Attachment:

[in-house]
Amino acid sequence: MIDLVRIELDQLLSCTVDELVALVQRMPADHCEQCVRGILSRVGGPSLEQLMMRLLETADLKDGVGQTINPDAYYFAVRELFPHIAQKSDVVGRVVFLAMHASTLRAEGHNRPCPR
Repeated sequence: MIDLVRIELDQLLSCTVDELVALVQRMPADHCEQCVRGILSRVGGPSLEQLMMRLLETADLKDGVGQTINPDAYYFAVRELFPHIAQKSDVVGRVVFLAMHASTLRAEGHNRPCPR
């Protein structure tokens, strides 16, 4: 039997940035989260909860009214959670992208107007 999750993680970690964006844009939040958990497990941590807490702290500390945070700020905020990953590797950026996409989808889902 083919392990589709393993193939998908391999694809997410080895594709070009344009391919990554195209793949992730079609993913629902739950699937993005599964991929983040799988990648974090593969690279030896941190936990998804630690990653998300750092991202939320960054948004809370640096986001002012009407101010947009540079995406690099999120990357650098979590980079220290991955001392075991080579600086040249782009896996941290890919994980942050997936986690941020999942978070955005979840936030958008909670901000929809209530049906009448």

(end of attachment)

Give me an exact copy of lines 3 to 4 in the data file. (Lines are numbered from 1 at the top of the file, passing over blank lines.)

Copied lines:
Repeated sequence: MIDLVRIELDQLLSCTVDELVALVQRMPADHCEQCVRGILSRVGGPSLEQLMMRLLETADLKDGVGQTINPDAYYFAVRELFPHIAQKSDVVGRVVFLAMHASTLRAEGHNRPCPR
């Protein structure tokens, strides 16, 4: 039997940035989260909860009214959670992208107007 999750993680970690964006844009939040958990497990941590807490702290500390945070700020905020990953590797950026996409989808889902 083919392990589709393993193939998908391999694809997410080895594709070009344009391919990554195209793949992730079609993913629902739950699937993005599964991929983040799988990648974090593969690279030896941190936990998804630690990653998300750092991202939320960054948004809370640096986001002012009407101010947009540079995406690099999120990357650098979590980079220290991955001392075991080579600086040249782009896996941290890919994980942050997936986690941020999942978070955005979840936030958008909670901000929809209530049906009448």